In the cut-throat culinary world, women still have a long way to go. According to research by Zippia, of the estimated 140,000+ chefs currently working in the United States, less than 30% are women. To drill down into the racial disparities of today’s chefs is to uncover an even more jarring gap, with less than half of all American chefs identifying as BIPOC. For this reason, it is crucial to celebrate the BIPOC women who manage to break through the glass ceiling and proudly claim their place in the pantheon of chefs.
In cities like Houston, San Diego, and Seattle—these female Asian chefs are both shaking up their local culinary scene and paving the way for other aspiring BIPOC chefs. With Michelin and James Beard recognition and undying admiration from their local communities, these three female Asian chefs are catapulting their prospective cities to new culinary heights.
Tara Monsod of Animae in San Diego
Standing at 5’2” and grinning from ear to ear, passersby may be surprised to learn that Chef Tara is a powerhouse chef and invested community member creating Filipino and Asian dishes that spur delight. Often found walking around her dining room to visit with guests, the LGBTQ+ chef is personable and genuine, dramatically impacting San Diego’s culinary scene.
San Diego County has the second-largest Filipino American population of any county in the nation and is only two hours outside of one of America’s most prominent culinary scenes. With that influence, Filipino food is ready to take off in San Diego, and one of the chefs leading the helm is Executive Chef Tara Monsod, curating a unique journey into her upbringing for guests at Animae through flavors and experiences that encompass her Filipino roots against the backdrop of an award-winning, luxurious restaurant space, one that has even attracted 2021 Michelin Plate honors and an Eater Award for Best Reinvention at Animae.
Christine Ha of Xin Chào and The Blind Goat in Houston
Christine Ha is a Vietnamese-American chef from Houston, Texas who is best known for being the blind winner of “MasterChef” with Gordon Ramsay in 2012. Following her televised win, she authored the New York Times best-selling cookbook, Recipes from My Home Kitchen, and judged “MasterChef” Vietnam Season 3.
Ha opened her first restaurant, a 400-square-foot station called The Blind Goat in Houston’s Bravery Chef Hall in 2019. The Blind Goat received three stars from the Houston Chronicle and was named a semi-finalist for Best New Restaurant in America by the James Beard Foundation in 2020. Not only being an advocate for people with disabilities, and receiving the 2014 Helen Keller Personal Achievement Award, Ha’s restaurants bring Houston’s thriving culinary scene into the spotlight.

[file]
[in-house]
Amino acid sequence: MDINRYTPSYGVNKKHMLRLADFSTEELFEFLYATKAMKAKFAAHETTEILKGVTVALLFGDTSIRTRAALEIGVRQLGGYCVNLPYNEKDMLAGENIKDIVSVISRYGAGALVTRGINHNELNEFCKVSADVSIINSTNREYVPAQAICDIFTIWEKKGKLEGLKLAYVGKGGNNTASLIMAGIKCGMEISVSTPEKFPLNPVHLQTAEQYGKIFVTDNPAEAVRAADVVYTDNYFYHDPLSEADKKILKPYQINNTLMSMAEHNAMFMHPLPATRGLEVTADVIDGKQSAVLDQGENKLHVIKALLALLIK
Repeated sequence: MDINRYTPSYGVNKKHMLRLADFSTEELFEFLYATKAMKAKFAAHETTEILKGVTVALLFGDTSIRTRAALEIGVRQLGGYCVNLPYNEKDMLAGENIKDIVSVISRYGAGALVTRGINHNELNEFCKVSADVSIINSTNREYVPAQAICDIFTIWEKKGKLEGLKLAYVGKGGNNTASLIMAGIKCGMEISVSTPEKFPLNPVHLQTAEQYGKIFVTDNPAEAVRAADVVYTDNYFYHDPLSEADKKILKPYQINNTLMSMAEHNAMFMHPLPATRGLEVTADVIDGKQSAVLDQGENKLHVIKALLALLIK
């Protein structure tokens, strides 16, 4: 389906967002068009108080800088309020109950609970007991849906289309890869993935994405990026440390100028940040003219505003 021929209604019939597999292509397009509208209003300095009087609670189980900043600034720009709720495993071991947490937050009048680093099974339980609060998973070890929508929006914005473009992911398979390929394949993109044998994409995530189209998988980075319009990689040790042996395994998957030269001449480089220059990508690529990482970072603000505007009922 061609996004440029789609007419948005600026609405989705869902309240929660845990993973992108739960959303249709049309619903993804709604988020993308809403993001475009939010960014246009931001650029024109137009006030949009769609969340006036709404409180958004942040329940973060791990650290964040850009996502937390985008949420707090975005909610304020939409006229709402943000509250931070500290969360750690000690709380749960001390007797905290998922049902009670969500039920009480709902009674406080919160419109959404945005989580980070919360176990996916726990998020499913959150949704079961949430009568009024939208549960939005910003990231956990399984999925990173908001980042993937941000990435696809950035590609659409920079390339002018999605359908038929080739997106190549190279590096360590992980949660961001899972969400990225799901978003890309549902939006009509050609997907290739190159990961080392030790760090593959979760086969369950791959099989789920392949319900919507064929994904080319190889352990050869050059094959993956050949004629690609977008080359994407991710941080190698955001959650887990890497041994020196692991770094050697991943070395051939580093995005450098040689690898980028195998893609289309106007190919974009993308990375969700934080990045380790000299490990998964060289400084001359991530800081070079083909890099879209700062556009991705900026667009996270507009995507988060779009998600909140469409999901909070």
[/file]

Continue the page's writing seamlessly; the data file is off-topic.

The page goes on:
At her other restaurant, Ha brings a contemporary take on Vietnamese cuisine to Xin Chào, using locally sourced ingredients from Texas and the Gulf Coast. Ha’s food is a homage to her and Tony Nguyen’s Vietnamese heritage and family recipes while also playing with the regional flavors that she grew up eating. Welcoming guests with southern hospitality, Christine Ha and her restaurants are drawing much-deserved attention to Houston’s culinary landscape.
Melissa Miranda of Musang in Seattle
Female Asian chef, Melissa Miranda is the owner of Musang, a Filipino restaurant and community space that opened in Seattle’s Beacon Hill neighborhood in January 2020. Growing up on the South Side of Seattle, Mel was fortunate to be surrounded by Filipino American influences in her family and community. Her fondest memories are of watching her Lola cook dinner while sneaking her candies, eager to share her memories of food from the Philippines.
Mel attended culinary school and worked in kitchens in Italy, before cooking for two years in New York City. After returning to Seattle, she saw that the neighborhoods she had grown up in had changed. The small family businesses and community spaces she loved so much as a child had mostly closed, and there were few places left for Filipino Americans to gather.
While working as a sous chef at Bar Del Corso, Mel got to work developing Musang. It quickly grew from a weekly pop-up to a brick-and-mortar in the heart of Beacon Hill, where the first thing you smell is the sweet and nutty aromas of gently fried garlic, which shows up in any number of the dishes that chef Mel serves. To Mel and many of the diners who come to Musang, this is the aroma of home. Now in its third year, Musang has become a place that Mel proudly calls “for us, by us.”
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